The Treasury of David is one of several C.H. Spurgeon books that are in the public domain. If you propose to study the Psalms, I suggest you download this as a companion for your other references.
TITLE.To the Chief Musician, a Psalm or Song of David. We have already said enough about this title when dealing with Psalms 65 and 66. The present is obviously a song to be sung at the removal of the ark, and in all probability was rehearsed when David conducted it with holy joy from the house of Obededom to the prepared place on Mount Zion. It is the most soul-stirring hymn. The first verses were often the battle song of the Covenanters and Ironsides, and the whole Psalm fitly pictures the way of the Lord Jesus among his saints and his ascent to glory. The Psalm is at once surpassingly excellent and difficult. Its darkness in some stanzas is utterly impenetrable. Well does a German critic speak of it as a Titan very hard to master? Our slender scholarship has utterly failed us and we have had to follow a surer Guide. We trust our thoughts may not however prove unprofitable.
DIVISION. With the words of the first two verses, the ark is uplifted, and the procession begins to move. In Ps 68:3-6, the godly in the assembly are exhorted to commence their joyous songs, and arguments are adduced to help their joy. Then the glorious march of Jehovah in the wilderness is sung: Ps 68:7-10, and his victories in war are celebrated in verses Ps 68:11-14. The joyous shouts are louder as Zion comes in sight, and the ark is borne up the hill: Ps 68:15-19. On the summit of the mount, the priests sing a hymn concerning the Lord’s goodness and justice; the safety of his friends, and the ruin of his foes: Ps 68:20-23. Meanwhile, the procession is described as it winds up the hill: Ps 68:24-27. The poet anticipates a time of wider conquest, Ps 68:28-31: and concludes with a noble burst of song unto Jehovah.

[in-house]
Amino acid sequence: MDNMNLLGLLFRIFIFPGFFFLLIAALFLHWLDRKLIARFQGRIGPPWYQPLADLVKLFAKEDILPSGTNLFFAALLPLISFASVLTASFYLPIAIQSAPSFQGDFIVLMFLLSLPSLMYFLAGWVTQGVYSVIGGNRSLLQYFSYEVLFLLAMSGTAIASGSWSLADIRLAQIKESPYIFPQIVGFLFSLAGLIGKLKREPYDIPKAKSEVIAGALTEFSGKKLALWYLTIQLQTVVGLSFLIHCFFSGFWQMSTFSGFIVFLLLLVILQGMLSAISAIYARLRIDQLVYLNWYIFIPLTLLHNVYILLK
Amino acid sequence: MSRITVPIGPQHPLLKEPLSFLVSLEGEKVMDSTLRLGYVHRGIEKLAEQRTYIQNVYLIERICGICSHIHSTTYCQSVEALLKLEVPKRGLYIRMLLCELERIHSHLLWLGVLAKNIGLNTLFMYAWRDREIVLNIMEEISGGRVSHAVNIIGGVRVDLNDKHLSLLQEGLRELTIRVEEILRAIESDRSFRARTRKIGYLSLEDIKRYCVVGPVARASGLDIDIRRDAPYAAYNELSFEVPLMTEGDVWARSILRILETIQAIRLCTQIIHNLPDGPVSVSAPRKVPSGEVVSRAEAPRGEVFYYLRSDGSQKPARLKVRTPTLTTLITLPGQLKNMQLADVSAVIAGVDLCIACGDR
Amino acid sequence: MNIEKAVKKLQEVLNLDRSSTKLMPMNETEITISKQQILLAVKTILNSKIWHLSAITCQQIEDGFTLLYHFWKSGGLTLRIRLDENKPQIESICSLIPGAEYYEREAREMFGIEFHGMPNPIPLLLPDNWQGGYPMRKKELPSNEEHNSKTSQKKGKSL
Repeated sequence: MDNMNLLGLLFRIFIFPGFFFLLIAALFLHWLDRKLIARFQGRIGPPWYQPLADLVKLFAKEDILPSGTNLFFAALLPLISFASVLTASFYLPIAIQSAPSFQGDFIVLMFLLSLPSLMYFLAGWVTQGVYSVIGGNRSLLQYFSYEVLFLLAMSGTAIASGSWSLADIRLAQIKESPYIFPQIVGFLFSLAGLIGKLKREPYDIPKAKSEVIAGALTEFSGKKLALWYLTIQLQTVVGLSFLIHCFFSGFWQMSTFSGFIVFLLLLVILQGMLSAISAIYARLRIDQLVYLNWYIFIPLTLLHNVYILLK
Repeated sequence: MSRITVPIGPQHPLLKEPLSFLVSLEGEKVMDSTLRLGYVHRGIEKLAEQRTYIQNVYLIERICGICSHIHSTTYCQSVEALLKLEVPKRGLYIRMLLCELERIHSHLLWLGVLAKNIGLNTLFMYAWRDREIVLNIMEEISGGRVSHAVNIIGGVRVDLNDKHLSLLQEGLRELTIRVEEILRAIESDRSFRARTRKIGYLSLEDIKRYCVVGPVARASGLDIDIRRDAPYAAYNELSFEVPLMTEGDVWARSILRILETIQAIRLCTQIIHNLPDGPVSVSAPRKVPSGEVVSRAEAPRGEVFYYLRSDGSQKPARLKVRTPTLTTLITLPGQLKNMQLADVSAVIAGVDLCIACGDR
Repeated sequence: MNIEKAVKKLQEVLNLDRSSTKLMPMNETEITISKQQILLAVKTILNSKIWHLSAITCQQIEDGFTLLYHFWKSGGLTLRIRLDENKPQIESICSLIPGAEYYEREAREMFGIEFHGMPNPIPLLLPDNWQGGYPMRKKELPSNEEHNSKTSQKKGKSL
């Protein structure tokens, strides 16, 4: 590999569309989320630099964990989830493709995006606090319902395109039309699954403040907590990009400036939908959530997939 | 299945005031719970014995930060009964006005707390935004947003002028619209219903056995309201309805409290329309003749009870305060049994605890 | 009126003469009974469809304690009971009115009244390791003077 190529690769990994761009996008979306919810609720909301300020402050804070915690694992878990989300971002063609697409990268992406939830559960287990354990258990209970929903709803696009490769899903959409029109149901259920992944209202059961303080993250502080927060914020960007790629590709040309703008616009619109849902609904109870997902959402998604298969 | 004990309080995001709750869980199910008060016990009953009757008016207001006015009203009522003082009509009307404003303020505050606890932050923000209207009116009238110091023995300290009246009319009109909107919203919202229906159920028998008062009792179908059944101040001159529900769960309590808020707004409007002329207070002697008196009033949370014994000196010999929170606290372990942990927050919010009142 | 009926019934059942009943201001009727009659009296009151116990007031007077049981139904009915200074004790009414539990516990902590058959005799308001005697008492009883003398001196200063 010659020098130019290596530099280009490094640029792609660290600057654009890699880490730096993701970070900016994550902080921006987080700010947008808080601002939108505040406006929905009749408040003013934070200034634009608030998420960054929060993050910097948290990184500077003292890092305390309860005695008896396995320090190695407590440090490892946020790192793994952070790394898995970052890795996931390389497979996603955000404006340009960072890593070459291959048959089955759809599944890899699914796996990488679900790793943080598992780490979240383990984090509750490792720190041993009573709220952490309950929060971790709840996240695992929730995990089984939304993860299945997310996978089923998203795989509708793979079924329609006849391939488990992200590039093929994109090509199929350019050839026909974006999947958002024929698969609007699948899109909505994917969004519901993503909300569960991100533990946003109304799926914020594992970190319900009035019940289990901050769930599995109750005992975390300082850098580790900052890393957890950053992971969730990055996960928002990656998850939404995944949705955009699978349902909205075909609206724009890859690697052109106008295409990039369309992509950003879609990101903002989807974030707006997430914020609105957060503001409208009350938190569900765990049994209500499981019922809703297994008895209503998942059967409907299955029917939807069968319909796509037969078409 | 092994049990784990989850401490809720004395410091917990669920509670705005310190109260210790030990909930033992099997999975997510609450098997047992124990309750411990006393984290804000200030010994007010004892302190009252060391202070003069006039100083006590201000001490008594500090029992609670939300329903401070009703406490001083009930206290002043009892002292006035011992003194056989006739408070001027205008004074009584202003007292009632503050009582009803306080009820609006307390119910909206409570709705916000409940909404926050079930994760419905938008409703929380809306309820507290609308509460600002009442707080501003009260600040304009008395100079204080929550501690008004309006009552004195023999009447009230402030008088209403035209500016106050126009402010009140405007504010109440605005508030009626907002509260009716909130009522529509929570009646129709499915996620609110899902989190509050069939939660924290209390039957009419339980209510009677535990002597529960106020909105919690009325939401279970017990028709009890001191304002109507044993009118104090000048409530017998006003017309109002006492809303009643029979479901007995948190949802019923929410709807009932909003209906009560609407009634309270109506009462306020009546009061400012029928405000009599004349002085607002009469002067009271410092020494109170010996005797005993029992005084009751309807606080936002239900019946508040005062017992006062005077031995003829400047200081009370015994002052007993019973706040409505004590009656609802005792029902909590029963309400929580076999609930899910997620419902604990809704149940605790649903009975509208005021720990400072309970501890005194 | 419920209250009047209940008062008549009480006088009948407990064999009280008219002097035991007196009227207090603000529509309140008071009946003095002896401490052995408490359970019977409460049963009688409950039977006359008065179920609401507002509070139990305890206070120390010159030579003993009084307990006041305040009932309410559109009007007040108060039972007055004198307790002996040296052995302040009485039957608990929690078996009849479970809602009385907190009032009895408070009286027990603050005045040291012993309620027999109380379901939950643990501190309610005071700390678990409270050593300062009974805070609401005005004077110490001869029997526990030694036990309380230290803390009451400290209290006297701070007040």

Verse 26. Bless ye God in the congregations. Let the assembled company magnify the God whose ark they followed. United praise is like the mingled perfume which Aaron made, it should all be presented unto God. He blesses us; let him be blessed. Even the Lord, from the fountain of Israel. A parallel passage to that in Deborah’s song: “They that are delivered from the noise of archers in the places of drawing water, there shall they rehearse the righteous acts of the Lord.” The seat of the ark would be the fountain of refreshing for all the tribes, and there they were to celebrate his praises. “Drink, “says the old inscription, “drink, weary traveler; drink and pray.” We may alter one word, and read it, drink and praise. If the Lord overflows with grace, we should overflow with gratitude. Ezekiel saw an ever-growing stream flow from under the altar, and issue out from under the threshold of the sanctuary, and wherever it flowed it gave life: let as many as have quaffed this life-giving stream glorify “the fountain of Israel.”
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